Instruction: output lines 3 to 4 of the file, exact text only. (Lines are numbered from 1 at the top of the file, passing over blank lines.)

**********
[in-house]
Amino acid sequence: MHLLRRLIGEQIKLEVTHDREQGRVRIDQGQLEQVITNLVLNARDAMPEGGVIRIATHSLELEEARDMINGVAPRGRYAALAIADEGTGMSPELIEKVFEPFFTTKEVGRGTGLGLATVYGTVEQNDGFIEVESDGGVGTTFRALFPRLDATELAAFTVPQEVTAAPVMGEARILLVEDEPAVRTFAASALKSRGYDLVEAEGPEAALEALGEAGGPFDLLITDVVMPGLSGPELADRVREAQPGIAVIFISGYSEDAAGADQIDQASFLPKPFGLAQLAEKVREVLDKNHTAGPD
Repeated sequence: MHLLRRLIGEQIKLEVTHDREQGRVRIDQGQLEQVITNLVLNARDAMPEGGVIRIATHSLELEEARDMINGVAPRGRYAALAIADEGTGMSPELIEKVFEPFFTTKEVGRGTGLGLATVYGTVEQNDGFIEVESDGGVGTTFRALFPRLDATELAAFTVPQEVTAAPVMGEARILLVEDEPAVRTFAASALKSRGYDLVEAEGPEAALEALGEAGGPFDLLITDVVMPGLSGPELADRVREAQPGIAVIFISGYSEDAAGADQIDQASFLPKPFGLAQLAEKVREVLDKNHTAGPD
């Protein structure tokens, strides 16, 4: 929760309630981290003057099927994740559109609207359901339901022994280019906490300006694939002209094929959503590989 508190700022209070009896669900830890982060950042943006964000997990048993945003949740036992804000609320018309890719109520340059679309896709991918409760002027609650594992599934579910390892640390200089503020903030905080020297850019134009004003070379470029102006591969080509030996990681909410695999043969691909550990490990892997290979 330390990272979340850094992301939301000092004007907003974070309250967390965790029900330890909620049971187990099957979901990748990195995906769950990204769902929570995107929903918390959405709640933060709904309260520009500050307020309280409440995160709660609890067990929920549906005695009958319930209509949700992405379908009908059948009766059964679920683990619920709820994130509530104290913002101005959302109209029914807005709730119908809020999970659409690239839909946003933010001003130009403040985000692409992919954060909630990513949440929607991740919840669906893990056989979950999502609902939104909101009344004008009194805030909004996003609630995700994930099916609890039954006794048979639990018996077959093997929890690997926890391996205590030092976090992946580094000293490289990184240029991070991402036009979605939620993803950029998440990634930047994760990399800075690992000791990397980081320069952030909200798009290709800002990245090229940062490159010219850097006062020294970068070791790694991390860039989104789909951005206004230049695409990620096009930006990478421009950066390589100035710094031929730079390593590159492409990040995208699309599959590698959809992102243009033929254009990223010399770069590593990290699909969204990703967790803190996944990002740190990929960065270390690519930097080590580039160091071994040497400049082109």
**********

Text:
Repeated sequence: MHLLRRLIGEQIKLEVTHDREQGRVRIDQGQLEQVITNLVLNARDAMPEGGVIRIATHSLELEEARDMINGVAPRGRYAALAIADEGTGMSPELIEKVFEPFFTTKEVGRGTGLGLATVYGTVEQNDGFIEVESDGGVGTTFRALFPRLDATELAAFTVPQEVTAAPVMGEARILLVEDEPAVRTFAASALKSRGYDLVEAEGPEAALEALGEAGGPFDLLITDVVMPGLSGPELADRVREAQPGIAVIFISGYSEDAAGADQIDQASFLPKPFGLAQLAEKVREVLDKNHTAGPD
């Protein structure tokens, strides 16, 4: 929760309630981290003057099927994740559109609207359901339901022994280019906490300006694939002209094929959503590989 508190700022209070009896669900830890982060950042943006964000997990048993945003949740036992804000609320018309890719109520340059679309896709991918409760002027609650594992599934579910390892640390200089503020903030905080020297850019134009004003070379470029102006591969080509030996990681909410695999043969691909550990490990892997290979 330390990272979340850094992301939301000092004007907003974070309250967390965790029900330890909620049971187990099957979901990748990195995906769950990204769902929570995107929903918390959405709640933060709904309260520009500050307020309280409440995160709660609890067990929920549906005695009958319930209509949700992405379908009908059948009766059964679920683990619920709820994130509530104290913002101005959302109209029914807005709730119908809020999970659409690239839909946003933010001003130009403040985000692409992919954060909630990513949440929607991740919840669906893990056989979950999502609902939104909101009344004008009194805030909004996003609630995700994930099916609890039954006794048979639990018996077959093997929890690997926890391996205590030092976090992946580094000293490289990184240029991070991402036009979605939620993803950029998440990634930047994760990399800075690992000791990397980081320069952030909200798009290709800002990245090229940062490159010219850097006062020294970068070791790694991390860039989104789909951005206004230049695409990620096009930006990478421009950066390589100035710094031929730079390593590159492409990040995208699309599959590698959809992102243009033929254009990223010399770069590593990290699909969204990703967790803190996944990002740190990929960065270390690519930097080590580039160091071994040497400049082109």